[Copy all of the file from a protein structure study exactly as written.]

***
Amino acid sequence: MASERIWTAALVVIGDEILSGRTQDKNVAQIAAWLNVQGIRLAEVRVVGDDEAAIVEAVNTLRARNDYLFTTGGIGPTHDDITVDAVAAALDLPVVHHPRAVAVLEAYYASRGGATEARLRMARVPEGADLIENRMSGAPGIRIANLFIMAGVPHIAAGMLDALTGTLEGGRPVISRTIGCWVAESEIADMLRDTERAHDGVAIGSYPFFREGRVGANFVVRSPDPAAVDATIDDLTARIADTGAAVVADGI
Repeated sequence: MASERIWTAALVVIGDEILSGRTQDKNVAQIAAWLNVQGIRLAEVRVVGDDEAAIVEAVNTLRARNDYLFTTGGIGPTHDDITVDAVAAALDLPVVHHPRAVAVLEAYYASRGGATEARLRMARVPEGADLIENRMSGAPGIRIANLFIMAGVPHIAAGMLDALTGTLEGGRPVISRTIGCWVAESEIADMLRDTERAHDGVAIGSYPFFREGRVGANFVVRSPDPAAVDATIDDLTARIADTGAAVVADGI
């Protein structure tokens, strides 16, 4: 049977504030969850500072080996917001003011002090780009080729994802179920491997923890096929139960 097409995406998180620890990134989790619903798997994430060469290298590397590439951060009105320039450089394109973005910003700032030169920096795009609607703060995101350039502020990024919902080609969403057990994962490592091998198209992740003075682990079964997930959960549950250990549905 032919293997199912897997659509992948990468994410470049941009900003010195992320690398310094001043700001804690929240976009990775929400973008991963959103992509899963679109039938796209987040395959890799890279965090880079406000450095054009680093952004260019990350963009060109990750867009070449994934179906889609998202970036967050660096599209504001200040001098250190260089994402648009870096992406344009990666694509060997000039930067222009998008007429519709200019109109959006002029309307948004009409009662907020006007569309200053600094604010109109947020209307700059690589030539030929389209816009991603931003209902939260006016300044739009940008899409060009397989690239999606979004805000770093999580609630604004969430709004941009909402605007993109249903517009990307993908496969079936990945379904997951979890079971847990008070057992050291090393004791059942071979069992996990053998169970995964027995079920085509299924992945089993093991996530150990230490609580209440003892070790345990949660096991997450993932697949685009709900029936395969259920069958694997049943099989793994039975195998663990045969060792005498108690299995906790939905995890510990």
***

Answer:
Amino acid sequence: MASERIWTAALVVIGDEILSGRTQDKNVAQIAAWLNVQGIRLAEVRVVGDDEAAIVEAVNTLRARNDYLFTTGGIGPTHDDITVDAVAAALDLPVVHHPRAVAVLEAYYASRGGATEARLRMARVPEGADLIENRMSGAPGIRIANLFIMAGVPHIAAGMLDALTGTLEGGRPVISRTIGCWVAESEIADMLRDTERAHDGVAIGSYPFFREGRVGANFVVRSPDPAAVDATIDDLTARIADTGAAVVADGI
Repeated sequence: MASERIWTAALVVIGDEILSGRTQDKNVAQIAAWLNVQGIRLAEVRVVGDDEAAIVEAVNTLRARNDYLFTTGGIGPTHDDITVDAVAAALDLPVVHHPRAVAVLEAYYASRGGATEARLRMARVPEGADLIENRMSGAPGIRIANLFIMAGVPHIAAGMLDALTGTLEGGRPVISRTIGCWVAESEIADMLRDTERAHDGVAIGSYPFFREGRVGANFVVRSPDPAAVDATIDDLTARIADTGAAVVADGI
């Protein structure tokens, strides 16, 4: 049977504030969850500072080996917001003011002090780009080729994802179920491997923890096929139960 097409995406998180620890990134989790619903798997994430060469290298590397590439951060009105320039450089394109973005910003700032030169920096795009609607703060995101350039502020990024919902080609969403057990994962490592091998198209992740003075682990079964997930959960549950250990549905 032919293997199912897997659509992948990468994410470049941009900003010195992320690398310094001043700001804690929240976009990775929400973008991963959103992509899963679109039938796209987040395959890799890279965090880079406000450095054009680093952004260019990350963009060109990750867009070449994934179906889609998202970036967050660096599209504001200040001098250190260089994402648009870096992406344009990666694509060997000039930067222009998008007429519709200019109109959006002029309307948004009409009662907020006007569309200053600094604010109109947020209307700059690589030539030929389209816009991603931003209902939260006016300044739009940008899409060009397989690239999606979004805000770093999580609630604004969430709004941009909402605007993109249903517009990307993908496969079936990945379904997951979890079971847990008070057992050291090393004791059942071979069992996990053998169970995964027995079920085509299924992945089993093991996530150990230490609580209440003892070790345990949660096991997450993932697949685009709900029936395969259920069958694997049943099989793994039975195998663990045969060792005498108690299995906790939905995890510990």